There are good reasons to be upset about politics and the behaviour of our elected representatives. However, it strikes me that many citizens are over-cynical and whine about politics for unfair reasons.
Like everyone else on Sept. 11, 2001, Joe Biden found himself in a state of confusion when word trickled in that a plane had struck one of the iconic Twin Towers in New York City. He was on his way from Wilmington to Washington, D.C., anticipating a rather mundane commute and a rather mundane Senate confirmation hearing for John Walters, President George W. Bush’s pick for the Office of National Drug Control Policy.
But thirty minutes or so after boarding his usual train, fellow riders started buzzing about reports coming in from downtown New York. Shortly thereafter, his wife Jill called to break the news.
In those subsequent moments, Biden made his entrance into a dark and difficult chapter in U.S. history, one that would see him play an instrumental role in the U.S. response over the course of two decades. In the process, he gave the American public one of the first real glimpses of a personality trait that has come to define his career in politics and his conduct in the presidency. The then-Senator’s first inclination in the milieu of fear and chaos was that he had the responsibility, perch, and unique skill set to comfort; and that he needed to find a way to speak to the public.
Biden has always prided himself on his oratorical skills, which he had honed over time despite a childhood stutter. Sometimes, they worked to his benefit — like when he was hailed early in his career as the leader of a new generation of Democrats and presided over the Judiciary Committee during critical Supreme Court nomination hearings. Sometimes, his confidence in them was betrayed by the results, like when he went on a riff about Barack Obama’s articulateness during the 2008 primaries, or the countless other moments when he said something off the cuff that he later had to clarify.
But never, prior to 9/11, had he attempted to apply those skills to a moment of national tragedy.
When he stepped off the train that morning at roughly 10 a.m., Biden rushed the few blocks between Union Station and the Capitol. Off in the distance, smoke was rising in the air across the Potomac. Another plane, American Airlines Flight 77, had crashed into the Pentagon. A Capitol police officer stopped him at the entrance, refusing to let him into the building.
Margaret Aitken, Biden’s press secretary at the time, met up with him on his way to the Capitol steps. She recalled Biden trying to find a way to get in front of the C-SPAN cameras on the Senate floor in order to say something that the public could find reassuring. “He wanted our country and the rest of the world to know that our government was still operational. That was extremely important to him at that time,” Aitken recalled.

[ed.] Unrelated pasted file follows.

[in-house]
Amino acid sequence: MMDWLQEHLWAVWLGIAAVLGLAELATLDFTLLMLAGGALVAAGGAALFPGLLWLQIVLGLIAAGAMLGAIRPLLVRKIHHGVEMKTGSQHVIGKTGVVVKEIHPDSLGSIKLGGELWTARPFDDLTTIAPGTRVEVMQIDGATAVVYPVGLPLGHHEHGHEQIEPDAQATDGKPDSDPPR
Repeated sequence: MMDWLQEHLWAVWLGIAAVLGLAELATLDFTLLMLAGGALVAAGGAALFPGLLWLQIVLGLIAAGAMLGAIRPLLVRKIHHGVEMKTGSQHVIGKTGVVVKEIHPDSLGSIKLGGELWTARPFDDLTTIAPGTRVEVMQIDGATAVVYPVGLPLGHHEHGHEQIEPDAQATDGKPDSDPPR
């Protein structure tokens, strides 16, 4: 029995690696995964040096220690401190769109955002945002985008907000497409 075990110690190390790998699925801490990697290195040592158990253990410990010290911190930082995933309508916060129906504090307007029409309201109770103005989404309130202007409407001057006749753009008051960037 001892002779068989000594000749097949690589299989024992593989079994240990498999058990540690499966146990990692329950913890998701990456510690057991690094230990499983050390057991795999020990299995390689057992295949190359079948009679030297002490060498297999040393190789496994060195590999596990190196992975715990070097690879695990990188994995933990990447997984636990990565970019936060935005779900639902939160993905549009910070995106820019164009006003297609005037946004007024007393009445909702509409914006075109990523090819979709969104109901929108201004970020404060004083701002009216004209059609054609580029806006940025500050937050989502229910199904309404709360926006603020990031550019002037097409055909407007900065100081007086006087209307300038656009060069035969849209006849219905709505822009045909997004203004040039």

Part of Biden’s desire to speak that morning was driven by the fact that the other national figures couldn’t. Bush was still being kept away from D.C. for his safety, having spent the morning in a classroom in Florida promoting education and literacy. Then-Vice President Dick Cheney was in the presidential bunker. Biden, who had recently become the chair of the Senate Foreign Relations Committee, was arguably the most senior foreign policy figure not in the executive branch.
But those who have worked with Biden note he also believes firmly in his capacities to project calm and empathy in moments where those two notions seem lacking. Whereas some politicians find it difficult to comfort the afflicted, Biden has taken pride in his ability to do so. He has eulogized colleagues who have passed, given national addresses around moments of gun violence, and commemorated grim milestones around the Covid-19 pandemic. It is a role not every politician can play. And, as the day of 9/11 unfolded, it was not clear if Biden, or anyone, could either.
Despite Biden’s protestations to Capitol police, he would never be allowed onto the Senate floor. Aides recalled, at that moment, that Biden looked at the jumble of lawmakers, staffers and tourists standing in shock after evacuating the Capitol and began going up to people individually, grabbing their shoulders, and sharing the message he wanted to share with the cameras: “We’re going to be OK, we’re going to be OK.”
Former Rep. Bob Brady, a Pennsylvania Democrat, was with Biden that day. The two of them tried to convince other members of the legislative branch to team up and push for access to the Capitol to gavel Congress back into session, if only to signal that the government was unbowed. But after hours of trying, they gave up.
Biden looked at Brady.
“He said, ‘you got a car?’ I said, ‘yeah I got a car,” Brady told POLITICO. So the two lawmakers, a member of Brady’s staff and Biden’s brother, Jimmy — who had been in D.C. that day and made his way over to the Capitol — piled in a car together to head home.
And then, Biden got what he had been looking for.
On the way to the car, Biden ran into Linda Douglass, the Chief Capitol Hill Correspondent for ABC News at the time. She had recently been evacuated herself and was looking for a place to do a live shot and, more importantly, any senior government official to talk to.
”It was just such a relief to see somebody of his stature and seniority, able to talk to the country, which was in a state of terror and confusion,” said Douglass, who went on to become an aide to the Obama-Biden 2008 campaign. “That is the part of it that was significant to me: there were no other voices. There were no other leaders who were able to start reassuring the country.”